ChiroACCESS Article



More Evidence Supporting the Effectiveness of Chiropractic Spinal Manipulation for Cervicogenic Headache



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ChiroACCESS Editorial Staff

  

ChiroACCESS



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March 5, 2010

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A study published in the February 2010 issue of The Spine Journal added additional evidence supporting the effectiveness of chiropractic spinal manipulation (SMT) for cervicogenic headache (CGH).  Dr. Mitch Haas and his team at Western States Chiropractic College investigated the differences in dose (8 versus 16 treatments) and between high velocity low amplitude spinal manipulation versus light massage in the treatment of cervicogenic headache.  Both interventions were provided by experienced chiropractors.  There were multiple outcomes assessed and the SMT group had clinically significant improvement over the light massage control.  However, there was only a small dose effect difference between the groups receiving eight versus sixteen treatment sessions.

Cervicogenic HeadacheIn that same issue of the journal (see citation below), Drs. Haldeman and Dagenais provide commentary on this research.  They conclude by stating that, despite some weaknesses in the research, “this study represents a step forward for stakeholders considering SMT for CGH.  For clinicians who establish a working diagnosis of CGH that conforms to accepted diagnostic criteria, it appears reasonable, based upon currently available evidence, to consider a trial of SMT.”

Treatment of cervicogenic headache is one of the areas were the evidence is strongest for SMT and chiropractic.  As the number of studies increases and improve, using different patient demographics, different techniques, different doses, etc., the stronger the position of the chiropractic profession becomes in the care of this condition. You will find an extensive discussion of the evidence related to the prevention, diagnosis and treatment of cervicogenic headache here: http://www.chiroaccess.com/Conditions/Cervicogenic-Headache.aspx.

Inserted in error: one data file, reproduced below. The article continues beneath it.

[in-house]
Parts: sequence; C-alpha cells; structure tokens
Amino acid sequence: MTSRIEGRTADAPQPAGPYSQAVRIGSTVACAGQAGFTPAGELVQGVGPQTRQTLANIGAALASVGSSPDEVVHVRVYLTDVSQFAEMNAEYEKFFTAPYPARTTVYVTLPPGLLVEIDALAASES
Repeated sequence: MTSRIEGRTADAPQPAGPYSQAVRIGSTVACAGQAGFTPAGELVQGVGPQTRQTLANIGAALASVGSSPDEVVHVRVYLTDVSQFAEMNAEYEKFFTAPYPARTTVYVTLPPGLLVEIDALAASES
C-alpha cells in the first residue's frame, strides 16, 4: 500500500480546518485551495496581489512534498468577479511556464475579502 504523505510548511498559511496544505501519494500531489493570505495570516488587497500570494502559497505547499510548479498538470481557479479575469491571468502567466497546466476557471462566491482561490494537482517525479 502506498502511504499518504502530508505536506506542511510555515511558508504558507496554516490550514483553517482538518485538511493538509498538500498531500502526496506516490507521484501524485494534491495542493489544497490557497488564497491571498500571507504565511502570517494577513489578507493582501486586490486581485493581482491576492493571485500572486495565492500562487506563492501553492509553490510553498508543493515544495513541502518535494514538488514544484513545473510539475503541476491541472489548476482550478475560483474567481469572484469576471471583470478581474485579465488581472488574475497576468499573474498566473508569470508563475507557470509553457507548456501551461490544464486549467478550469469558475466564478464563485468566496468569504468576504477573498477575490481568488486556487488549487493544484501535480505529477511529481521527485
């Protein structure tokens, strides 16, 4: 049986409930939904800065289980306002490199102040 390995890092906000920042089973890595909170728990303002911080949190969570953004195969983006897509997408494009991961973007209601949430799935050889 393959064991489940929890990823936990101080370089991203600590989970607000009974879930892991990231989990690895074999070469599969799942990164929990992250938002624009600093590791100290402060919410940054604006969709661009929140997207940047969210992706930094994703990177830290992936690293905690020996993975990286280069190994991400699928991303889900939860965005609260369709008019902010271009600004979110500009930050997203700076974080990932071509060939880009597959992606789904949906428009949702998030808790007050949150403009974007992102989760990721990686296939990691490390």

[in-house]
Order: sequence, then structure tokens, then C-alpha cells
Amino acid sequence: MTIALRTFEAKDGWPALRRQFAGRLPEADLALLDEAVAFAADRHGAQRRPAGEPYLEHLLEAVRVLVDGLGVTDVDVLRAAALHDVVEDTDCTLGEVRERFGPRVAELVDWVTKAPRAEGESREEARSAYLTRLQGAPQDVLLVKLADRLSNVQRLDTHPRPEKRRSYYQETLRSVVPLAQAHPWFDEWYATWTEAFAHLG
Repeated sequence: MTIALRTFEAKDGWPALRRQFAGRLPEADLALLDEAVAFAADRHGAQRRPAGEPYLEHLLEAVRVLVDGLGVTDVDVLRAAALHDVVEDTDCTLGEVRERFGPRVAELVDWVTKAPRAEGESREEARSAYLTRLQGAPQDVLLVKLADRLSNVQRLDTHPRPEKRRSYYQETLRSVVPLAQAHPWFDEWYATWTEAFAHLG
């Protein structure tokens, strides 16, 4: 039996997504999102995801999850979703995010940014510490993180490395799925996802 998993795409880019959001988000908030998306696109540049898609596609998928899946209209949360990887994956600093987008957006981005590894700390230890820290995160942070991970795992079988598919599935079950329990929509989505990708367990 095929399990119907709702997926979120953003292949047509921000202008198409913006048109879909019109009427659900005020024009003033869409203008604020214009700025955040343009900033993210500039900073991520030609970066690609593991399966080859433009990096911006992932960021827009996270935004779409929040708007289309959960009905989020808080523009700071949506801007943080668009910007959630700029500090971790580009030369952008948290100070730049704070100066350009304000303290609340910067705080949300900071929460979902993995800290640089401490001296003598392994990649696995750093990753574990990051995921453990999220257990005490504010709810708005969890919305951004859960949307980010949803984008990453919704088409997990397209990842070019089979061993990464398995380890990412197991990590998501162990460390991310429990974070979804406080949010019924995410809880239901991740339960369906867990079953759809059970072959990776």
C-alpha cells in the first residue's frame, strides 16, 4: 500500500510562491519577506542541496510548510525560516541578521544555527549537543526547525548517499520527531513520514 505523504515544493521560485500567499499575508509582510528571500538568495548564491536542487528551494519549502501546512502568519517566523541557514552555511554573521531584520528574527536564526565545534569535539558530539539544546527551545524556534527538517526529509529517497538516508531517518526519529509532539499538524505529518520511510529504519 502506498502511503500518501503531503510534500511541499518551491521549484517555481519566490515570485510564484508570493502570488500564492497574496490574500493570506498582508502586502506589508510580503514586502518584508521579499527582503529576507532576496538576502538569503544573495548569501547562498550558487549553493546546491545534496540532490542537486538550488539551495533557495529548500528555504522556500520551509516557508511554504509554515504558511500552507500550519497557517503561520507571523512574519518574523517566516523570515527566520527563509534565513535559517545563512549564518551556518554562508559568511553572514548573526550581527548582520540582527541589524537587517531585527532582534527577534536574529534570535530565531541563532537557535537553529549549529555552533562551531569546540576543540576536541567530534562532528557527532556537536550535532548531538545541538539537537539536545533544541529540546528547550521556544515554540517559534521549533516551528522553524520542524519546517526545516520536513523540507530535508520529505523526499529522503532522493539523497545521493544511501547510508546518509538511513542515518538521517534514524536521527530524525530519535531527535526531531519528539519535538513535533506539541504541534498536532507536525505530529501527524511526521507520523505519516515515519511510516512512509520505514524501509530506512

Dose response and efficacy of spinal manipulation for chronic cervicogenic headache: a pilot randomized controlled trial.

Spine J. 2010 Feb;10(2):117-28.

Haas M, Spegman A, Peterson D, Aickin M, Vavrek D.
Center for Outcomes Studies, Western States Chiropractic College, 2900 NE 132nd Ave., Portland, OR 97230, USA. mhaas@wschiro.edu

BACKGROUND CONTEXT: Systematic reviews of randomized controlled trials suggest that spinal manipulative therapy (SMT) is efficacious for care of cervicogenic headache (CGH). The effect of SMT dose on outcomes has not been studied.

PURPOSE: To compare the efficacy of two doses of SMT and two doses of light massage (LM) for CGH.

PATIENT SAMPLE: Eighty patients with chronic CGH.

MAIN OUTCOME MEASURES: Modified Von Korff pain and disability scales for CGH and neck pain (minimum clinically important difference=10 on 100-point scale), number of headaches in the last 4 weeks, and medication use. Data were collected every 4 weeks for 24 weeks. The primary outcome was the CGH pain scale.

METHODS: Participants were randomized to either 8 or 16 treatment sessions with either SMT or a minimal LM control. Patients were treated once or twice per week for 8 weeks. Adjusted mean differences (AMD) between groups were computed using generalized estimating equations for the longitudinal outcomes over all follow-up time points (profile) and using regression modeling for individual time points with baseline characteristics as covariates and with imputed missing data.

RESULTS: For the CGH pain scale, comparisons of 8 and 16 treatment sessions yielded small dose effects: |AMD|</=5.6. There was an advantage for SMT over the control: AMD=-8.1 (95% confidence interval=-13.3 to -2.8) for the profile, -10.3 (-18.5 to -2.1) at 12 weeks, and -9.8 (-18.7 to -1.0) at 24 weeks. For the higher dose patients, the advantage was greater: AMD=-11.9 (-19.3 to -4.6) for the profile, -14.2 (-25.8 to -2.6) at 12 weeks, and -14.4 (-26.9 to -2.0) at 24 weeks. Patients receiving SMT were also more likely to achieve a 50% improvement in pain scale: adjusted odds ratio=3.6 (1.6 to 8.1) for the profile, 3.1 (0.9 to 9.8) at 12 weeks, and 3.1 (0.9 to 10.3) at 24 weeks. Secondary outcomes showed similar trends favoring SMT. For SMT patients, the mean number of CGH was reduced by half.

CONCLUSIONS: Clinically important differences between SMT and a control intervention were observed favoring SMT. Dose effects tended to be small. Copyright (c) 2010 Elsevier Inc. All rights reserved.

Choosing a treatment for cervicogenic headache: when? what? how much?

Haldeman S, Dagenais S.

Spine J. 2010 Feb;10(2):169-71. Epub 2009 Dec 11.

No abstract available.
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